Teal Brown, (pictured right) recently started the Wishbone Tiny Homes construction business with his father, Gerry Brown (left). They're also forming a group that will push for changes in local and state rules to accommodate “implementing tiny homes in Asheville." Photo by Carrie Eidson.

Will tiny homes be Asheville’s next big thing?

The blogosphere is abuzz these days with romantic visions of picturesque miniature dwellings. And a growing number of local advocates say the “tiny home movement” could help achieve a wealth of positive outcomes, from environmental efficiencies to enhanced affordability. Amid the swelling interest, however, many hurdles remain.

Graffiti ordinance on Asheville City Council agenda

Asheville City Council will consider an ordinance next week aimed at attacking the city’s problem with graffiti. The Council will consider tougher penalties for the perpetrators while making property owners responsible for cleanup.  The ordinance calls for a three-way approach to dealing with  the issue: education, enforcement and rapid removal. A city staff recommendation would […]

Looking forward: Graduate students in Lenoir-Rhyne’s new sustainability studies program are hoping their research projects will make a big community impact. Pictured from left to right: Lenoir-Rhyne Director Paul Knott; students Maria Wise and Alisha Goodman; Professor Keith McDade. Photo by Shara Crosby.

Future vision: Local sustainability graduate research targets real-world benefits

The first group of students in Lenoir-Rhyne University’s new sustainability studies program may be small, but the fruits of their research might eventually have a big local impact. Based at the Asheville campus, the new master’s degree program requires students to complete a “capstone” project combining graduate-level research with real-world conditions and needs. This spring, […]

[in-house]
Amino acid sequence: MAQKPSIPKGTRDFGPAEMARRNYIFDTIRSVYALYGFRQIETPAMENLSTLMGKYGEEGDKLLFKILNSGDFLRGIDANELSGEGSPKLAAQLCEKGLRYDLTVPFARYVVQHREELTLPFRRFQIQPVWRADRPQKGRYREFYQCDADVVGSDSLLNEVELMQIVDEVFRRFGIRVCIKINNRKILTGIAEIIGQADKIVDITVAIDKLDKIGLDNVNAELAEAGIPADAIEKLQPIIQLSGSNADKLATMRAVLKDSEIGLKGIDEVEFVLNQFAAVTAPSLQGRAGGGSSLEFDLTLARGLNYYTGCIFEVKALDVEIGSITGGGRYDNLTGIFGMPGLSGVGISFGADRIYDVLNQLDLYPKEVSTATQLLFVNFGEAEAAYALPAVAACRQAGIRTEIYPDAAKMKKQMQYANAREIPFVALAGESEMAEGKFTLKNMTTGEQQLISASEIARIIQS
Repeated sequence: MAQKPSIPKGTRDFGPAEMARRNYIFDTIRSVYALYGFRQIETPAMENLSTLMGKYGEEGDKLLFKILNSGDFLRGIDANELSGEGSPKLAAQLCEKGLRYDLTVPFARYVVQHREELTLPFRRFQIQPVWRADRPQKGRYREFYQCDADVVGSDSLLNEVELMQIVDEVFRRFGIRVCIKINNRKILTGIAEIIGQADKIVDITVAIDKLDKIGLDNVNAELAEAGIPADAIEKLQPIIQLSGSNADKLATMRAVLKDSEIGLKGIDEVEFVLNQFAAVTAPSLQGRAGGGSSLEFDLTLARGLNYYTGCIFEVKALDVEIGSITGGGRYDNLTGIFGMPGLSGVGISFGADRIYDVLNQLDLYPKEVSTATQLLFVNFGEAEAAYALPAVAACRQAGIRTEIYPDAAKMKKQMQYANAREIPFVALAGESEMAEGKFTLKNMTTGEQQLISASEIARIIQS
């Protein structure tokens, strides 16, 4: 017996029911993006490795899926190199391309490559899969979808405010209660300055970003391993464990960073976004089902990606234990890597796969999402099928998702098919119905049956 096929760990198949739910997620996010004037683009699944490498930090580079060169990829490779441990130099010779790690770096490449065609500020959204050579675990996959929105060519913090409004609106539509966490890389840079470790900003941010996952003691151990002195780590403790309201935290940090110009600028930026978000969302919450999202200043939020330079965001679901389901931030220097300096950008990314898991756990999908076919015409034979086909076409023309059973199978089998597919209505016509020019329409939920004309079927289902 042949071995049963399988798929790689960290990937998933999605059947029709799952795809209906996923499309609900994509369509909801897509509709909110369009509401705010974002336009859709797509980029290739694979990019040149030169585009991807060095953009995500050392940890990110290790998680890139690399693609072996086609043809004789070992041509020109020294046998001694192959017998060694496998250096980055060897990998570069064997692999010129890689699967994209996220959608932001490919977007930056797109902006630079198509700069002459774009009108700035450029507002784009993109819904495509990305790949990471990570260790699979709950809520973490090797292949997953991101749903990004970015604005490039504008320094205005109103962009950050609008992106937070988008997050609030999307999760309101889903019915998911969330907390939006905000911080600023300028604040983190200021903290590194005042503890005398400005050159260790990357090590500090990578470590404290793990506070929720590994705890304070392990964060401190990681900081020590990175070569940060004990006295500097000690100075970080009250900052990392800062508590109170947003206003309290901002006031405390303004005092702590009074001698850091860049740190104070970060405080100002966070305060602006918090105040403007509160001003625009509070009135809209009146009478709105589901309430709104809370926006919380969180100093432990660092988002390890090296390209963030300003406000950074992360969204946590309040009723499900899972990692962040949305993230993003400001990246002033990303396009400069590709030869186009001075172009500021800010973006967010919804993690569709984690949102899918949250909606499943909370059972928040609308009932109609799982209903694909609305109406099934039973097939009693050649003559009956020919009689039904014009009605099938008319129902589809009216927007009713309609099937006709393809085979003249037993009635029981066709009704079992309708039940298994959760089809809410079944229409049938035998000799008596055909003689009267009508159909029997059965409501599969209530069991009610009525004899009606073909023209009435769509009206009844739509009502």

City rolls out new zoning plan for Haywood Road tomorrow night-attachment0

City rolls out new zoning plan for Haywood Road tomorrow night

After months of preparation, city of Asheville staff will present a new “form-based” zoning plan for the Haywood Road corridor at a meeting tomorrow night, Thursday, March 27. The new plan is a very different approach from the city’s previous development rules, and could provide a model for overhauling other neighborhoods’ zoning as well.

Asheville City Council preview: dueling futures

As a renewed push to move the Interstate 26 connector forward continues, Asheville City Council gets its turn on Tuesday, March 25, to consider a joint resolution seeking to make the long-delayed highway overhaul a reality, even as a number of community groups vocally oppose the plan. Council will also consider what to do with vacant property on Haywood Street across from the Basilica of St. Lawrence, another contentious issue.

Designing frameworks: Council readies for legislature’s return

Last year, relations between the North Carolina General Assembly and the city of Asheville were marked by hostility, public wars of words and even a lawsuit. At a special meeting yesterday, March 18, however, multiple Asheville City Council members expressed a desire to improve things this year, even though looming legislation could cost the city further revenue. They also signed off on efforts to better coordinate the city’s own lobbying efforts in Raleigh.

Mandates and precedents: Around 100 gather for update on water system fight

About 100 people gathered tonight for a forum updating locals on the dispute over the fate of the city’s water system from local government and activists. Asheville Mayor Esther Manheimer said the public has given city leaders a clear mandate to continue its lawsuit and fight to preserve local control of the water system against state legislation seeking to seize it and turn it over to a regional authority.